I installed it in the car, but when I tried to play my iPod through the stereo, I found I couldn't get it to go into the Aux position. Some research turned up that Sony (the maker of the stereo) uses a controller called BusLink to control equipment connected through the Aux-In. Apparently, BusLink is a proprietary Sony connection that is only compatible with other Sony equipment, and to ensure this, Sony decided to disable the Aux-In if a BusLink component is not attached. From everything I read, it seemed I had three options, two of them costly and one of them that would provide inferior audio quality. Then finally, in the last post on the last page of a thread, someone mentioned that I could buy a device cheap off of eBay that would trick the head unit into thinking there was a CD changer connected, thus enabling the Aux In ports. Less than $20 later I was in business (the gray dongle in the photo below is the device that saved my life).


    Everything remounted:


    The next step was to set up a charging system. Like a factory nav system, I planned to leave the iPad screen on whenever it was in use, so I could change music or check the nav app without needing to re-unlock the iPad. This meant I needed a way to provide power unless I wanted to be recharging every night. I decided to install a cigarette lighter inside the dashboard, and plug in an iPad car charger. However, I went one step further and bought a dual-USB adapter capable of charging my iPad and my phone at the same time. Since I would be tethering my iPad to my phone for Internet (AT&T? Hah!), I figured the battery would take a hit and I'd best be prepared. Getting a dual-USB charger also meant I'd have no cables showing externally unless I was charging the phone. The unit I picked up is a Scosche, with one USB connector rated at 2.1 amps (for the iPad) and one rated at 1 amp (for the phone).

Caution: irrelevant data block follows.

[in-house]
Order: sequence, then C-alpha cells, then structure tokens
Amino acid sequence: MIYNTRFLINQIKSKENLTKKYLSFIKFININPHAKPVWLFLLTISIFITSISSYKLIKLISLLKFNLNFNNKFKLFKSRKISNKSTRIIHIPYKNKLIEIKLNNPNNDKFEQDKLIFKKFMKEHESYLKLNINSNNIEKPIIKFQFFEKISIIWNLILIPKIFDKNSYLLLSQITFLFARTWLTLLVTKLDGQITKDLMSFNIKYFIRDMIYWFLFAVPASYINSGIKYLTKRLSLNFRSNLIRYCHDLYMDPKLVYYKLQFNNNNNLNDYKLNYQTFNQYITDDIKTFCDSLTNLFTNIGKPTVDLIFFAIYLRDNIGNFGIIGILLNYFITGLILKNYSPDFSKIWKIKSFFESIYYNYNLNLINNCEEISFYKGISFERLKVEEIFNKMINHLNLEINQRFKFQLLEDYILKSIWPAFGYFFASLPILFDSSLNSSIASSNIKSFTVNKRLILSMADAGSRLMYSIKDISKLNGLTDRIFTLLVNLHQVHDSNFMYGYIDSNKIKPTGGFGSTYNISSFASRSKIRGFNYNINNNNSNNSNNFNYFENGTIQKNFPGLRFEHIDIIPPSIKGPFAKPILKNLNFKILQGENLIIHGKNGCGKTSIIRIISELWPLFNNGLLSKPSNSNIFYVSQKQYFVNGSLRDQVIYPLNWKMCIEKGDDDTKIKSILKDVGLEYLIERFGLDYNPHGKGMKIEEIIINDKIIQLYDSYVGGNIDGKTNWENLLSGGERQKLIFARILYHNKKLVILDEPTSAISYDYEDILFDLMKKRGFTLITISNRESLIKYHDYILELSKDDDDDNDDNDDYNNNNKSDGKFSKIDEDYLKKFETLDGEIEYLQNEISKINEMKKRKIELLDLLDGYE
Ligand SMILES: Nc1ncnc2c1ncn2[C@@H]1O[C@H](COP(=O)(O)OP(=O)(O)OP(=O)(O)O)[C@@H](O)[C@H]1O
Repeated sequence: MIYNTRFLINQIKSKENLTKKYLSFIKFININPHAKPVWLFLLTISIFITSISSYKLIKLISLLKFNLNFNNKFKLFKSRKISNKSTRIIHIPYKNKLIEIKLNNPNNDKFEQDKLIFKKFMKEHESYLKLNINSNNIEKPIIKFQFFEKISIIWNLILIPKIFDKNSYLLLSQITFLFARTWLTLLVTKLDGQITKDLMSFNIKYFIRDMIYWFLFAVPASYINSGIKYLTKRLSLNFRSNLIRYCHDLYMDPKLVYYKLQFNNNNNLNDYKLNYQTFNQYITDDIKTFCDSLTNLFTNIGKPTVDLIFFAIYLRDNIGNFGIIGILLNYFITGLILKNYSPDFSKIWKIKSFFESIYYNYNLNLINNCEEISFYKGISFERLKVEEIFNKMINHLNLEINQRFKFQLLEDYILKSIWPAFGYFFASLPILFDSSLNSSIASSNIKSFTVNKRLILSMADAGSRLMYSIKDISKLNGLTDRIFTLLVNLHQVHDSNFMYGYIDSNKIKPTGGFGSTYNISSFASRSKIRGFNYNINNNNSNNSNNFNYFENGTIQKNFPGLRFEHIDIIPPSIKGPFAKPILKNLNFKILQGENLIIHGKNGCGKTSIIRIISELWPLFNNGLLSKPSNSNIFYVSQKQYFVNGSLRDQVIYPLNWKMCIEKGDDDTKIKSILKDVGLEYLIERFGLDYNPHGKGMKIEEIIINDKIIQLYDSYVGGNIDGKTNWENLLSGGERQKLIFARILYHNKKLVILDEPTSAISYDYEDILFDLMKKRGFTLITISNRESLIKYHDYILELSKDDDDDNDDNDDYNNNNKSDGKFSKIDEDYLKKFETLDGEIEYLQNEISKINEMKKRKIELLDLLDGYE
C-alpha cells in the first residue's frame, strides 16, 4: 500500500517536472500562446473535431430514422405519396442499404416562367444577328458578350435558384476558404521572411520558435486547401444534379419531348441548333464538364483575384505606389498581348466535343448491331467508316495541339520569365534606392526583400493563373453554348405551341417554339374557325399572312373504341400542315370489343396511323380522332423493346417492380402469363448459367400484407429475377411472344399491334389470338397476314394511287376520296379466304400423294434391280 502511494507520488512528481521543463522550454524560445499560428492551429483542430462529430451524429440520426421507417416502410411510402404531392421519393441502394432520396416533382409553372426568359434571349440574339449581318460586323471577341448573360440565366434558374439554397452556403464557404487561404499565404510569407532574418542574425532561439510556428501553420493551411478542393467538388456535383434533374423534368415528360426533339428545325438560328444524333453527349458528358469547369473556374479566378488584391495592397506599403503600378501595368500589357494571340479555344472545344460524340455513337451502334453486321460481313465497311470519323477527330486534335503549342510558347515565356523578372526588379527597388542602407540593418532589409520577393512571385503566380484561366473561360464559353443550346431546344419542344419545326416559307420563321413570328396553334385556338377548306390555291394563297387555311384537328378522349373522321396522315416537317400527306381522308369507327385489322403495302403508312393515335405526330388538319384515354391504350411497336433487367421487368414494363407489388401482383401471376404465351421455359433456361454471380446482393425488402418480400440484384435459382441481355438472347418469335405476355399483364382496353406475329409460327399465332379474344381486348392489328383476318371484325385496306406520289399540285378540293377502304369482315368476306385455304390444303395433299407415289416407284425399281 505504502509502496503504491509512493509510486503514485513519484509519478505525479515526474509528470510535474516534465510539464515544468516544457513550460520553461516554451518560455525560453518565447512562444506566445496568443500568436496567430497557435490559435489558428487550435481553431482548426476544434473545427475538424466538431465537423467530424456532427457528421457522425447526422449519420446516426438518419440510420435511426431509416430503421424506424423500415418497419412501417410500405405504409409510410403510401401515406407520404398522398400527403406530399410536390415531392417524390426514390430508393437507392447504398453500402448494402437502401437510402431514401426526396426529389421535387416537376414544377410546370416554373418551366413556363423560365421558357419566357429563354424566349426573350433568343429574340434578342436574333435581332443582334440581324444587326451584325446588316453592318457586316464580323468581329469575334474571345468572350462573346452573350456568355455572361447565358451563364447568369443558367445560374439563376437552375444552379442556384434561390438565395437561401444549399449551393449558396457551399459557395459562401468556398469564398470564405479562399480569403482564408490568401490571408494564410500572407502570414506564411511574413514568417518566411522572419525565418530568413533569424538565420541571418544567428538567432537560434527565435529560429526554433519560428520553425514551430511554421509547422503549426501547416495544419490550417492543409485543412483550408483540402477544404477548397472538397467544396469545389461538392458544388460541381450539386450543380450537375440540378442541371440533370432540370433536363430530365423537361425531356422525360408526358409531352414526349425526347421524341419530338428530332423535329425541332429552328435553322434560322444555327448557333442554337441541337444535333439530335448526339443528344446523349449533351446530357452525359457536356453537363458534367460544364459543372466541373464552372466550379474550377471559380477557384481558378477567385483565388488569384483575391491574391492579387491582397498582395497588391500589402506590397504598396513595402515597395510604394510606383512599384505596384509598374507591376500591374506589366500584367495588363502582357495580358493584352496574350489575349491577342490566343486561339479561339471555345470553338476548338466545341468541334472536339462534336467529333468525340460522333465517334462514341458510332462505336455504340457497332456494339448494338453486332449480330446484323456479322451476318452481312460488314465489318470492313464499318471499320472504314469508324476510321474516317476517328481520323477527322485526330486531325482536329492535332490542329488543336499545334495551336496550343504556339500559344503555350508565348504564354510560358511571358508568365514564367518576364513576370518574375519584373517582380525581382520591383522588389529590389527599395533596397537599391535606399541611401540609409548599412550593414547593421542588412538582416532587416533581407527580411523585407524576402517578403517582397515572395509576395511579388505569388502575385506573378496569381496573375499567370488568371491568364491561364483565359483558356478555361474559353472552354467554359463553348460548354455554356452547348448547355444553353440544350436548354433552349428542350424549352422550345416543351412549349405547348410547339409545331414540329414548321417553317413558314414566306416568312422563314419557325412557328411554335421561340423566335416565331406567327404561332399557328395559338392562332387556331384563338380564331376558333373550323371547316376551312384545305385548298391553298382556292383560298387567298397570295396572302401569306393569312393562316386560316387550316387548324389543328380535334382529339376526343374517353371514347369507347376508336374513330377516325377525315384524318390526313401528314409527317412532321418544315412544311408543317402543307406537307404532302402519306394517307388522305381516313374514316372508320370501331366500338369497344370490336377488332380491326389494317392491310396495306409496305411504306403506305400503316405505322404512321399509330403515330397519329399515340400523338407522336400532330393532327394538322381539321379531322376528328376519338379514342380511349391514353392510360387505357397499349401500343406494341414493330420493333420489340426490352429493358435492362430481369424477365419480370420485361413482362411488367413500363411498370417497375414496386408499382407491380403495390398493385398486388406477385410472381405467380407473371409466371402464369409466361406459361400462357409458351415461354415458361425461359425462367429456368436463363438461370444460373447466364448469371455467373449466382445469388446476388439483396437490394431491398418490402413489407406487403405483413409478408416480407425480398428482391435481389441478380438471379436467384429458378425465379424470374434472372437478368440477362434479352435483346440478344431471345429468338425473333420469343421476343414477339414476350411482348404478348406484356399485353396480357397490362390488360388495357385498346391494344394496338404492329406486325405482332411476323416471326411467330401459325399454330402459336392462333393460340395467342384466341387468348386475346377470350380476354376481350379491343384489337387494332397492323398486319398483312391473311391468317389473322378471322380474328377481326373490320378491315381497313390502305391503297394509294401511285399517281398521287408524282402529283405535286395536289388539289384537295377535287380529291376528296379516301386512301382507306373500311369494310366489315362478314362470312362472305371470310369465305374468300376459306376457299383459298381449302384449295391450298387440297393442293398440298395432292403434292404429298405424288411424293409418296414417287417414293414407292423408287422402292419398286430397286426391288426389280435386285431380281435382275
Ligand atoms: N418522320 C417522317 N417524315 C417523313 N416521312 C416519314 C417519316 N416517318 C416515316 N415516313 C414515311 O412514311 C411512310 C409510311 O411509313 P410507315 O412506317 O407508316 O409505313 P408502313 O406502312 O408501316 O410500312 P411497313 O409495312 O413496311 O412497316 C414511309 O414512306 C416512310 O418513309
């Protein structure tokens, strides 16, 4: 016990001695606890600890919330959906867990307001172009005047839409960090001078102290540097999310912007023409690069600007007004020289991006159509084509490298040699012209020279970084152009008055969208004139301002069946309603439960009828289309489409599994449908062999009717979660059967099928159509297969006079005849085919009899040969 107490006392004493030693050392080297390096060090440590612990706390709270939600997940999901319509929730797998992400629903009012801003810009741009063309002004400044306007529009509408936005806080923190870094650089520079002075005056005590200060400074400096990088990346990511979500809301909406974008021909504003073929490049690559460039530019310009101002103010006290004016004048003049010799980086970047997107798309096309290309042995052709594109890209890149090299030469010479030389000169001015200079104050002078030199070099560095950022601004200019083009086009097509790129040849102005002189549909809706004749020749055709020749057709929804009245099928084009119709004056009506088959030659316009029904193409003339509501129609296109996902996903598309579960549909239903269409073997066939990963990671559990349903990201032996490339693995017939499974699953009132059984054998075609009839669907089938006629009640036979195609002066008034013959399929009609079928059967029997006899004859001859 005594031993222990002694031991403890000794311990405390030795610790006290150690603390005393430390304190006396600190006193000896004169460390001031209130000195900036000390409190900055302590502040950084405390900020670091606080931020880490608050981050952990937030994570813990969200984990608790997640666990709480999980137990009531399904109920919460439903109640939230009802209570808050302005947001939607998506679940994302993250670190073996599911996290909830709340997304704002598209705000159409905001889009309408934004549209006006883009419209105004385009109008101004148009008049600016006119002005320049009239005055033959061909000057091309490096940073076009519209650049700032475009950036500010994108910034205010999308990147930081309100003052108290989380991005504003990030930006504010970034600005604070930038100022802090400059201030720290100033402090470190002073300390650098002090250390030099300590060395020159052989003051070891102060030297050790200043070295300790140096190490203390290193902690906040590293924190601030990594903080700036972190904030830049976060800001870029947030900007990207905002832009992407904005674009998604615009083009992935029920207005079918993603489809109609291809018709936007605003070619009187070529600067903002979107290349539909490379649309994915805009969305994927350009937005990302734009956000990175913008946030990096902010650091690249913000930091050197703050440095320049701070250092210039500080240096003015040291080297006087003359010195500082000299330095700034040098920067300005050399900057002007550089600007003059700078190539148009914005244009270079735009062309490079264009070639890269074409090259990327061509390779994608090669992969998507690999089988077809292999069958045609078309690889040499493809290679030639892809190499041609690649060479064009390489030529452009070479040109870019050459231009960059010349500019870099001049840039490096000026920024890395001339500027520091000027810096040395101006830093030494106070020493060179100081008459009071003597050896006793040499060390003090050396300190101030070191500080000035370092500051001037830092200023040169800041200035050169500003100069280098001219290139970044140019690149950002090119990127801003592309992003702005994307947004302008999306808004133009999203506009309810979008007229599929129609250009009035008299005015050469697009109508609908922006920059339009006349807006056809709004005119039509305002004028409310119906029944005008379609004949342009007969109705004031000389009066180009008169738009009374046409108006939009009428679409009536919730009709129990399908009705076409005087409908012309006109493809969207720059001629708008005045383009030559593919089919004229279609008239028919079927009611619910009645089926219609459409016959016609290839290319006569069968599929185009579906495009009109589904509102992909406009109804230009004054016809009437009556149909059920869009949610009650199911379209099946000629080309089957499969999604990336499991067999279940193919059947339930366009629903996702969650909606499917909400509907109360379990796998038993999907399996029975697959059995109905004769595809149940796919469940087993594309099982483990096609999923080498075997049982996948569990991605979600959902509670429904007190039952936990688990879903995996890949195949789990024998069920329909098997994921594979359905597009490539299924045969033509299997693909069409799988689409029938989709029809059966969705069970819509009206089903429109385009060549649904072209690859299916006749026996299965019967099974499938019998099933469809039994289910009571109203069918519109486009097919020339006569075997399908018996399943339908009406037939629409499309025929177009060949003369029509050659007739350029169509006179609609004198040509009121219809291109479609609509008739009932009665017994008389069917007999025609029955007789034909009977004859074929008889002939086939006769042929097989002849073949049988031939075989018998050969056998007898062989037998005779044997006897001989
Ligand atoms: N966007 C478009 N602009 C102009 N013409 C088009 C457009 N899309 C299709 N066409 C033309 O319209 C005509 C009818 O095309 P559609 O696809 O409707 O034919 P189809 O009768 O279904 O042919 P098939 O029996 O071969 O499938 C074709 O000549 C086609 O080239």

This is the cigarette lighter:


    At the moment, the cigarette lighter has been mounted, but only the grounding wire has been connected. I need to splice the positive wire into another positive wire, but I haven't gotten around to it. I'm also not sure if I should splice into the wire for the factory cigarette lighter or not, since I'm not certain it can handle the current draw. I remember awhile back I plugged my 85-watt MacBook Pro adapter into an inverter and the fuse went, so I know it hasn't got a really high amperage rating. I'll need to check the fuse to know what it can handle.

    Below is a picture of the grounding screw for the cigarette adapter-- the thinner black cable with the red extender. I wanted to reuse an existing grounding point, but the only one I could find close by was this screw, which proved damn near impossible to remove. It doesn't look it, but that screw is actually slightly behind the trim piece in front of it, and I don't have a tool that can fit in there that provides me with enough leverage to loosen the darn thing. After about an hour, I finally got it out with a combination of an offset screwdriver, a socket wrench, and a forked crimp-on connector, which meant I didn't need to remove the screw entirely


    The last thing to do before the iPad arrived was to cut out everything from the bezel that would go in the upper section of the dash. I had to be careful here, as everything I cut out would be reused. I bought a backup bezel on eBay just in case.